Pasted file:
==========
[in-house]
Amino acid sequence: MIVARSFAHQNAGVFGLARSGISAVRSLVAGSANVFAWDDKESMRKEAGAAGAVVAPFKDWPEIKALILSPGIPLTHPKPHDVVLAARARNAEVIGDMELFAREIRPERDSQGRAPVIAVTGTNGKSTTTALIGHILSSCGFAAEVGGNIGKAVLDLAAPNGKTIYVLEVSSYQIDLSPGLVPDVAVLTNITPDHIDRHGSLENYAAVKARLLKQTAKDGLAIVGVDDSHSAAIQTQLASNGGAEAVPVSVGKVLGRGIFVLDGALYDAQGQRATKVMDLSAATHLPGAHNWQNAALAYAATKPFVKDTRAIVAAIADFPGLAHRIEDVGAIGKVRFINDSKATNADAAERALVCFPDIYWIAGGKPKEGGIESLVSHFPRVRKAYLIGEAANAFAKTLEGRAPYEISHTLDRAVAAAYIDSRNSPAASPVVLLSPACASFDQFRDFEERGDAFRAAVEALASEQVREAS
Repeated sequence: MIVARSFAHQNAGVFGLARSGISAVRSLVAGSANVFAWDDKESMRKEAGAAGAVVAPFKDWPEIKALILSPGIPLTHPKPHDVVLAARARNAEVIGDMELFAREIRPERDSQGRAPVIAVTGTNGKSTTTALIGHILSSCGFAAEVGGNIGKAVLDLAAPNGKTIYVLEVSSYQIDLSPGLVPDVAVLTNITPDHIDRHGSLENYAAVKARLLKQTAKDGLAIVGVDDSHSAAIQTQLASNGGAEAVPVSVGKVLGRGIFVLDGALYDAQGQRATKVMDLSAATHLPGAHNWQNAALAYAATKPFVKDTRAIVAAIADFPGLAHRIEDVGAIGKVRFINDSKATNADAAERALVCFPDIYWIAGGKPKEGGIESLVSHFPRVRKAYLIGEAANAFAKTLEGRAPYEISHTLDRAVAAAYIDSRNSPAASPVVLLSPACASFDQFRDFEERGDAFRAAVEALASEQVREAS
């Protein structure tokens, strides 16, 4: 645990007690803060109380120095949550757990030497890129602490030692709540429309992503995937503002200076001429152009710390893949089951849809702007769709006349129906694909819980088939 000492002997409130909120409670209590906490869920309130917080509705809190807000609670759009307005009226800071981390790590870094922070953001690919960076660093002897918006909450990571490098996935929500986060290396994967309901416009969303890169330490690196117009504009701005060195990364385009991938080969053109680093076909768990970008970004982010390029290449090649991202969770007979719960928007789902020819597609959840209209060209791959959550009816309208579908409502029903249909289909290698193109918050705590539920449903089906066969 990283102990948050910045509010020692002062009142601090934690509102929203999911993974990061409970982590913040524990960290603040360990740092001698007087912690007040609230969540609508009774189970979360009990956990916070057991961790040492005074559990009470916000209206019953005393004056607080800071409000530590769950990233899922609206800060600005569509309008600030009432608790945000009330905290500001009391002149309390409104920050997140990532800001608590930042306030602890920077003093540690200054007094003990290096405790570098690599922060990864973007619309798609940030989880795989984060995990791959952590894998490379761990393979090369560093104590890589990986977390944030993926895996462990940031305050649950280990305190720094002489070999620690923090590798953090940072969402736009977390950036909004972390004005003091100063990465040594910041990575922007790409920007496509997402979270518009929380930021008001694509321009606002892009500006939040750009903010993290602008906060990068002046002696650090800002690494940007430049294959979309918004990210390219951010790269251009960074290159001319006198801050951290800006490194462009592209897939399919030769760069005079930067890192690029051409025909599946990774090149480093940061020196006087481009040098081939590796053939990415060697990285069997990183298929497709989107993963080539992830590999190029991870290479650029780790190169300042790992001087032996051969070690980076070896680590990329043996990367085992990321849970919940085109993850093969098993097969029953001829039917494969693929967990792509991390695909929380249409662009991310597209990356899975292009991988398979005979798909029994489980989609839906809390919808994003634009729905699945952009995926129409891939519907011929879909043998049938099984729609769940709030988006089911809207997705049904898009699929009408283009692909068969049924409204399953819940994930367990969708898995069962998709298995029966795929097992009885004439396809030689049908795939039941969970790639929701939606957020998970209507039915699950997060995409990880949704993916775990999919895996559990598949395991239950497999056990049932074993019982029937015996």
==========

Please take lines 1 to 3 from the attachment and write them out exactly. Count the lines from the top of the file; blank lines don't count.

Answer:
[in-house]
Amino acid sequence: MIVARSFAHQNAGVFGLARSGISAVRSLVAGSANVFAWDDKESMRKEAGAAGAVVAPFKDWPEIKALILSPGIPLTHPKPHDVVLAARARNAEVIGDMELFAREIRPERDSQGRAPVIAVTGTNGKSTTTALIGHILSSCGFAAEVGGNIGKAVLDLAAPNGKTIYVLEVSSYQIDLSPGLVPDVAVLTNITPDHIDRHGSLENYAAVKARLLKQTAKDGLAIVGVDDSHSAAIQTQLASNGGAEAVPVSVGKVLGRGIFVLDGALYDAQGQRATKVMDLSAATHLPGAHNWQNAALAYAATKPFVKDTRAIVAAIADFPGLAHRIEDVGAIGKVRFINDSKATNADAAERALVCFPDIYWIAGGKPKEGGIESLVSHFPRVRKAYLIGEAANAFAKTLEGRAPYEISHTLDRAVAAAYIDSRNSPAASPVVLLSPACASFDQFRDFEERGDAFRAAVEALASEQVREAS
Repeated sequence: MIVARSFAHQNAGVFGLARSGISAVRSLVAGSANVFAWDDKESMRKEAGAAGAVVAPFKDWPEIKALILSPGIPLTHPKPHDVVLAARARNAEVIGDMELFAREIRPERDSQGRAPVIAVTGTNGKSTTTALIGHILSSCGFAAEVGGNIGKAVLDLAAPNGKTIYVLEVSSYQIDLSPGLVPDVAVLTNITPDHIDRHGSLENYAAVKARLLKQTAKDGLAIVGVDDSHSAAIQTQLASNGGAEAVPVSVGKVLGRGIFVLDGALYDAQGQRATKVMDLSAATHLPGAHNWQNAALAYAATKPFVKDTRAIVAAIADFPGLAHRIEDVGAIGKVRFINDSKATNADAAERALVCFPDIYWIAGGKPKEGGIESLVSHFPRVRKAYLIGEAANAFAKTLEGRAPYEISHTLDRAVAAAYIDSRNSPAASPVVLLSPACASFDQFRDFEERGDAFRAAVEALASEQVREAS